- Assessing Damage For Proper Carpet Restoration
Water Damage Determines Carpet Drying Strategy
- Onsite Testing Determines Restoration Equipment
Building service contractors need to appraise the situation before the drying process begins. The first step is determining the water source and making sure to turn it off or stop it, says Cooper. Afterwards, he says to inspect the structure and source of the water. The category of the water influences how the carpet will be dried — or if it’s even salvageable.
The ANSI/IICRC S500: 2015 Standard and Reference Guide for Professional Water Damage Restoration (Fourth Edition) lists three categories of flood water.
Category 1 is clean water with no contaminants — what comes from a broken pipe or pure rainwater. Also, the carpet needs to have been wet for less than 48 hours or the water category may fall to the next level.
Category 2 is greywater that has been contaminated. Some sources include laundry or warewashing machines and toilet overflows with no solids. In these cases, the padding must be replaced, but the carpet can be saved.
Category 3 is blackwater that’s full of pathogens and other harmful materials. Possible culprits include sewage, toilets, flooding from seawater, rivers, streams and water carried in by hurricanes. In this case, the carpet is considered ruined and should be replaced.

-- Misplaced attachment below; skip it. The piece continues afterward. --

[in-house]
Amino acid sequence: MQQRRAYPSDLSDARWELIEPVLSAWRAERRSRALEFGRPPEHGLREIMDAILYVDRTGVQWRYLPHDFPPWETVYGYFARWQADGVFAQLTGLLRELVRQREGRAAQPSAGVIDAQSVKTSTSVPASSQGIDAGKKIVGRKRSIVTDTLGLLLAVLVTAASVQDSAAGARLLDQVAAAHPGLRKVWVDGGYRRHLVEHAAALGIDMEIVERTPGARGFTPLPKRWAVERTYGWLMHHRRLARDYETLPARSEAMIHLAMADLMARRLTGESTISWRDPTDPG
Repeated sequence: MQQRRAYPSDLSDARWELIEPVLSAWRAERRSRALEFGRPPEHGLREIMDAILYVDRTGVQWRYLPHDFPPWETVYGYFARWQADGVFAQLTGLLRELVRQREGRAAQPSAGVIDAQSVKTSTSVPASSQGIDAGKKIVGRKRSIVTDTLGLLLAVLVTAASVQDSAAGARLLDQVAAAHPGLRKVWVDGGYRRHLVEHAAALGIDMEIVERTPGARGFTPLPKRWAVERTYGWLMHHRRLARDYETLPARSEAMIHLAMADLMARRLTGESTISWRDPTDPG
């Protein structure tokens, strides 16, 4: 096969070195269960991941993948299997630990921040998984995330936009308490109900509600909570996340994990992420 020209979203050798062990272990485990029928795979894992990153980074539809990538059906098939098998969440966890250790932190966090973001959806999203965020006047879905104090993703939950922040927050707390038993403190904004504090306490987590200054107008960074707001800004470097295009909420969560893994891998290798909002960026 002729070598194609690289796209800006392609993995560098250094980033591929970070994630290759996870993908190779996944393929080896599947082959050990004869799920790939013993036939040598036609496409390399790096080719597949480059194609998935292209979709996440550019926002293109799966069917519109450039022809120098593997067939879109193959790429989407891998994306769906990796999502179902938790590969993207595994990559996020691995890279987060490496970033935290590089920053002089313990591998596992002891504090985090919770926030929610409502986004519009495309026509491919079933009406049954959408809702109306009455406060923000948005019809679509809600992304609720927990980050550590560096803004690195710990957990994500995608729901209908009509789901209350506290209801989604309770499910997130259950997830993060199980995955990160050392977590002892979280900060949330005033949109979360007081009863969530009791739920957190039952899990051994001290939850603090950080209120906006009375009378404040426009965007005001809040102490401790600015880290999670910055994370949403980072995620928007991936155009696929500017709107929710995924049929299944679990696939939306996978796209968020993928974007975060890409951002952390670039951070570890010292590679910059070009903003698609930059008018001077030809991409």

After identifying the severity of the situation, inspect the surroundings before starting any work, says Griffin.
“What equipment can you use and what won’t you be able to use?” he asks. “What type of facility are you in? Healthcare facilities and office buildings get different treatment.”
Drying System Selection
Utilizing the drier, outdoor air instead of employing humidifiers is called an open drying system, says Bruce DeLoatch, owner of The Cleaner’s Coach in Norcross, Georgia. With closed drying, he says, the structure is closed off — doors and windows shut — and dehumidifiers and sometimes the building’s heating, venting and air conditioning system are used to dry the carpet.
“There are three basic drying systems we can employ; one is the open drying system, the second is the closed or mechanical drying system, and the third is a combination drying system,” says DeLoatch. “The combination system is usually applied at the beginning of a job and generally involves opening up the structure to bring in drier outdoor air and exhaust indoor air. Once the environment is stabilized, dehumidifiers take over the process and finish the job.”
When the air outside is wetter or more humid than what is being sucked out of the carpet, a facility needs heat or dehumidifiers. The humidity in the air can also affect how long it takes for the carpet to dry if an open system is used.
The next decision focuses on what kind of equipment is needed, and how many units are required for each setup.
Assessing Damage For Proper Carpet Restoration
Onsite Testing Determines Restoration Equipment
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